From the President

On Academic Leadership

Vicki L. Ruiz, May 2015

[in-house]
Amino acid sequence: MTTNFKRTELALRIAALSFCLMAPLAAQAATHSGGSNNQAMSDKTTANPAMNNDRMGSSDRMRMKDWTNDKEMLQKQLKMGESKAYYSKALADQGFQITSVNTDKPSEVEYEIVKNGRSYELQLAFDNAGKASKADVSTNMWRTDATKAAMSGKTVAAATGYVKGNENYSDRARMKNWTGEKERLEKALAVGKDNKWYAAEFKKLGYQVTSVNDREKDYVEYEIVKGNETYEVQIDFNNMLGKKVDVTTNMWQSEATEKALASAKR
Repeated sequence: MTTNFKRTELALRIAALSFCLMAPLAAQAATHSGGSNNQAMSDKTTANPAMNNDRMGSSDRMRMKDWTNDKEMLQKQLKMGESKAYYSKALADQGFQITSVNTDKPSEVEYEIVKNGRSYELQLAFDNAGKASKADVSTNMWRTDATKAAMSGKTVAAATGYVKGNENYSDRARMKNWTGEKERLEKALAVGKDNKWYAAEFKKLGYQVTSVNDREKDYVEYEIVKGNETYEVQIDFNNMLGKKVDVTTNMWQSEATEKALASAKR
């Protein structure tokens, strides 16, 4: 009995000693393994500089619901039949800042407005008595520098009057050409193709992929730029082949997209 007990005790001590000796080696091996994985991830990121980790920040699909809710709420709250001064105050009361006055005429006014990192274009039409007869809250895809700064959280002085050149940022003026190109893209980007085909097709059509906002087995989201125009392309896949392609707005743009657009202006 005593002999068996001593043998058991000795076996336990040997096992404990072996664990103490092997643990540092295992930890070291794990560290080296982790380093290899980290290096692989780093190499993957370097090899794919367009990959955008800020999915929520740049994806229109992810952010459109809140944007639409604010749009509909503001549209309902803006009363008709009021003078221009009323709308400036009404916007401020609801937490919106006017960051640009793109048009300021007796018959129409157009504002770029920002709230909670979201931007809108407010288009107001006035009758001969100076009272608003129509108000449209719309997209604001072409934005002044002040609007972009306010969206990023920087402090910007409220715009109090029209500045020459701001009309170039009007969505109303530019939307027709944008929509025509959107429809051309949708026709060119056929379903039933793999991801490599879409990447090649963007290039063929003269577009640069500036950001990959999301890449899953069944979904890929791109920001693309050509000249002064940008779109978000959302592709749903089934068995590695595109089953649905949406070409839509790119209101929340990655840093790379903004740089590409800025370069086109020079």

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Whether you’re a volunteer or a conscript, you may find that service as a department chair brings particular challenges to your skills of historical inquiry and, most certainly, of interpersonal communication. The ability to negotiate across several constituencies—the department, the school, the wider campus, even donors—requires more than a thick skin and a sense of humor (though they help); it demands a commitment to be present: that is, putting out small fires before they become big ones, staying informed about initiatives that may impact your department for good or ill, exercising judgment to know when a problem exceeds your authority, and finally, expressing daily appreciation to professional staff who form the engine of the academic enterprise and to colleagues who give the extra effort in teaching and service. During my 33-year career, I have spent 11 years as an institute director or department chair, plus another five as an academic dean. I have come to envision academic administration as an opportunity for mentorship on a grand scale, an opportunity to make the academy more humane, accessible, and, yes, more relevant. As a dean, I secured resources to build programs and to invest in students, staff, and colleagues, but on a bad day I felt like an umpire at a Little League game or the high school principal supervising the protagonists of the 1980s film The Breakfast Club.